Excitement builds as NASA’s moon rocket readies for liftoff | Space News

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NASA’s most powerful rocket to date will launch on its debut test flight, launching the US Space Agency’s mission to take humans back to the Moon and eventually Mars.

Fifty years after the last Apollo mission, the Artemis mission will kick off with the detonation of the unmanned Space Launch System (SLS) rocket at 8:33 a.m. (12:33 GMT) from Kennedy Space Center in Florida on Monday. .

Tens of thousands of people, including US Vice President Kamala Harris, are expected to attend the launch, while hotels around Cape Canaveral are fully booked for the event.

“This mission is accompanied by many hopes and dreams of many people. And we’re the Artemis generation now,” NASA administrator Bill Nelson said on Saturday.

The goal of the six-week test flight, called Artemis 1, is to test the SLS and the Orion crew pod that sits atop the missile. The capsule will orbit the moon to see if the ship is safe from humans in the near future.

Instead of astronauts, three test dummies are strapped into the capsule to measure vibration, acceleration and radiation, one of the greatest dangers to humans in deep space.

The capsule alone has more than 1,000 sensors.

Standing 98 meters (322 feet) high, the SLS-Orion combo is the centerpiece of the US space agency’s successor to the Apollo lunar program of the 1960s and 1970s. Billed as the world’s most powerful, most complex rocket, the SLS represents the largest new vertical launch system NASA has built since the Saturn V that flew for Apollo.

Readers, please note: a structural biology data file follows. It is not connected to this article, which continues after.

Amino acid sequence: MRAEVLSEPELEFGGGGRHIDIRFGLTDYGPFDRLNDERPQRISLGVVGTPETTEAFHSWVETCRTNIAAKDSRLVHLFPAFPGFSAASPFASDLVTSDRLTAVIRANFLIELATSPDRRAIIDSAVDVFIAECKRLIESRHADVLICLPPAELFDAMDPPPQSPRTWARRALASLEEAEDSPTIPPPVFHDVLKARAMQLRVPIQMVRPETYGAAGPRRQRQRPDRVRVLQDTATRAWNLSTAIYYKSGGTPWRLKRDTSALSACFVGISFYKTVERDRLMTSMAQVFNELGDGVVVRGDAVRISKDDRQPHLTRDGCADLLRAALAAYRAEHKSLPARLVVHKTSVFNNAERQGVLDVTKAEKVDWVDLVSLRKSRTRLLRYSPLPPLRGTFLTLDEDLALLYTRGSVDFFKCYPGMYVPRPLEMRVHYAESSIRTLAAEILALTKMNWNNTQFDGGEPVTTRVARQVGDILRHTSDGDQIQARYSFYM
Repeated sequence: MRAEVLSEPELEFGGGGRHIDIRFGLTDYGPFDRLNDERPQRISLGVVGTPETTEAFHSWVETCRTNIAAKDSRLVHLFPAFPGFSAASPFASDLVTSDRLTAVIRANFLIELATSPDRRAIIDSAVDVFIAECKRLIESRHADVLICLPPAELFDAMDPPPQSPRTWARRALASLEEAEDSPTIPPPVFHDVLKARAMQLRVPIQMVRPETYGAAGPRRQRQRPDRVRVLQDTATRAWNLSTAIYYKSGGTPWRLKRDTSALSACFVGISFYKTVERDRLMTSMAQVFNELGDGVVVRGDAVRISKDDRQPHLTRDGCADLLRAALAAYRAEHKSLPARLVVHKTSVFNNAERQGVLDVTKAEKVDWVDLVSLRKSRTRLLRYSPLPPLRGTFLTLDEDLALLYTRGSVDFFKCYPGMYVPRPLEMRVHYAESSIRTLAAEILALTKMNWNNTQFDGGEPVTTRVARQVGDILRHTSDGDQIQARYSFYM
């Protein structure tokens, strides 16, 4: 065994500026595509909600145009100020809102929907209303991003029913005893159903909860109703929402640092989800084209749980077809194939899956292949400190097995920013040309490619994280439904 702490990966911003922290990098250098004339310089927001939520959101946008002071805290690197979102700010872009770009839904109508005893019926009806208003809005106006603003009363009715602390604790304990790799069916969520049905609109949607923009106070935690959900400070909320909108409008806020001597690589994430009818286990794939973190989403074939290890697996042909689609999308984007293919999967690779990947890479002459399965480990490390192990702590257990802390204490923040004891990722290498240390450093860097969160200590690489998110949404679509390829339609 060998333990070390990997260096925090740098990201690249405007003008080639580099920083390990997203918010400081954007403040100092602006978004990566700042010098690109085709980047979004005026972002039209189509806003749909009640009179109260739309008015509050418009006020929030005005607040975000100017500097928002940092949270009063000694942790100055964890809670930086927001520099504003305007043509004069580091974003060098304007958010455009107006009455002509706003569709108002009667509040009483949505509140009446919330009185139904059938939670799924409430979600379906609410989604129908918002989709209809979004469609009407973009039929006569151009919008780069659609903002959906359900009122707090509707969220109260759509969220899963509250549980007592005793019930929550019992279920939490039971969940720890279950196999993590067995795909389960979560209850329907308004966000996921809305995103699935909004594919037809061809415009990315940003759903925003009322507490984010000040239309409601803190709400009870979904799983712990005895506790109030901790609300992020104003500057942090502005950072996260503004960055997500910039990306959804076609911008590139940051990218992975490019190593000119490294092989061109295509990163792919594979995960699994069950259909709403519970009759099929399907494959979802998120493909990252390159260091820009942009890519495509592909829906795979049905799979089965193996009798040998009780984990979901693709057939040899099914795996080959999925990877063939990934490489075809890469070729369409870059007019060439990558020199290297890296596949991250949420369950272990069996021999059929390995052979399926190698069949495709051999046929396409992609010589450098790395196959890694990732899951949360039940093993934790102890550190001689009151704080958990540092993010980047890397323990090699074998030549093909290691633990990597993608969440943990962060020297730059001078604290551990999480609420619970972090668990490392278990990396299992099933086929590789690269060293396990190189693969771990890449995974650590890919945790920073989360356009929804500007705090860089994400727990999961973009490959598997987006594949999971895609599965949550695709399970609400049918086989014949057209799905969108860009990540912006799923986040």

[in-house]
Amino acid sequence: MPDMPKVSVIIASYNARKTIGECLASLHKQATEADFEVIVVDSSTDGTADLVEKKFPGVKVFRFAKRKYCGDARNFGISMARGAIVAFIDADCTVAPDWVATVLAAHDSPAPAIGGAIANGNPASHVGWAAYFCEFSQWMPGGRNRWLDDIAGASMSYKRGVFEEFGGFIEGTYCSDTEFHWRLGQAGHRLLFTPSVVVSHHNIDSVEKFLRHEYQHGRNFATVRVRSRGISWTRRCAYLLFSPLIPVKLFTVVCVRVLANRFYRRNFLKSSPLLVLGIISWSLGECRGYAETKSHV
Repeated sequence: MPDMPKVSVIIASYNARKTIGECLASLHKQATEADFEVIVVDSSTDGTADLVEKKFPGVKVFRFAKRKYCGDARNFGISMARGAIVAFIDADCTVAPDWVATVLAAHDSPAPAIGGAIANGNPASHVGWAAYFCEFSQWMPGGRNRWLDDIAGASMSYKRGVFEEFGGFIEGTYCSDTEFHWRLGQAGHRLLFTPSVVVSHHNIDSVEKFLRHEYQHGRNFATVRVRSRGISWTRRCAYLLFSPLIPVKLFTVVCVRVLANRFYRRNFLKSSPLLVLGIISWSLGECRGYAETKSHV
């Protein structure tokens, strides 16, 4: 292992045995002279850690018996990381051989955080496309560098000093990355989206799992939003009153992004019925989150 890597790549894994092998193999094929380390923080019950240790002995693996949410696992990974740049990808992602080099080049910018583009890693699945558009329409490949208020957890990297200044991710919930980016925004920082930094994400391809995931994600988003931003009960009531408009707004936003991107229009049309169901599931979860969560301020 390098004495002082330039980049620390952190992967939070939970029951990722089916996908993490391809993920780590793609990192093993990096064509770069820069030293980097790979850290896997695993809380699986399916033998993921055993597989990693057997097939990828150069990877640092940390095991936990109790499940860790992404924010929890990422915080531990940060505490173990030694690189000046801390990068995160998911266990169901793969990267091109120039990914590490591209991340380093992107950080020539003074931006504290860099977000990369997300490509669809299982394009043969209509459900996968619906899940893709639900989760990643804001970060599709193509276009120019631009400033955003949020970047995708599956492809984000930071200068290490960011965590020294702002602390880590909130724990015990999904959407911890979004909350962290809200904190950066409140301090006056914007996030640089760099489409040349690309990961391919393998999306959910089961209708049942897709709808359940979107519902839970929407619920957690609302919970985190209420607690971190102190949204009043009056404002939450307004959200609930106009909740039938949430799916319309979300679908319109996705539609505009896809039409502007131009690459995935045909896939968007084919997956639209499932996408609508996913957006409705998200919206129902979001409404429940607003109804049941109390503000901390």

The next mission, Artemis 2, will put astronauts into orbit around the moon without landing on the surface. If the first two Artemis missions succeed, NASA aims to land astronauts back on the moon as early as 2025, including the first woman to set foot on the lunar surface, though many experts believe the time frame will likely narrow by a few years. .

The last humans to walk on the moon were the two-man descent team from Apollo 17 in 1972, following in the footsteps of 10 other astronauts on five previous missions, starting with Apollo 11 in 1969.

The Artemis program aims to eventually establish a long-term lunar base as a stepping stone to even more ambitious astronaut journeys to Mars, a goal that NASA officials say will likely last until at least the end of the 2030s.

Jack Burns, an astrophysicist at the University of Colorado at Boulder, said the Artemis missions will use new technology not available during the Apollo mission.

“Going forward to the moon is the right way to describe it, because it’s not your grandfather’s Apollo program,” he told Al Jazeera. “This is all new technology, new motivation, new opportunity. It will be exciting to bring all that technology to the moon.”

NASA said there is an 80 percent chance of acceptable weather for a launch on time at the start of a two-hour launch window.

“Everything so far looks good from a vehicle perspective,” said Jeff Spaulding, NASA’s senior director of testing. “We are excited, the vehicle is ready, it looks great.”

Although lightning rods at the launch site were hit during a storm on Saturday, Spaulding said he “didn’t see anything on the ground systems that concerns us.”

NASA said there was no damage to the spacecraft or launch facilities.

If the countdown is stopped for any reason, NASA has set September 2 and 5 as possible backup start dates.

Manuel Rapalo of Al Jazeera said the excitement of the spectators at Cape Canaveral was palpable.

“Years overdue, and billions over budget, the time is almost here for the launch of Artemis I, with more than 100,000 people expected to participate, all crossing their fingers for a successful launch,” he said.

The Valley Voice
The Valley Voicehttp://thevalleyvoice.org
Christopher Brito is a social media producer and trending writer for The Valley Voice, with a focus on sports and stories related to race and culture.

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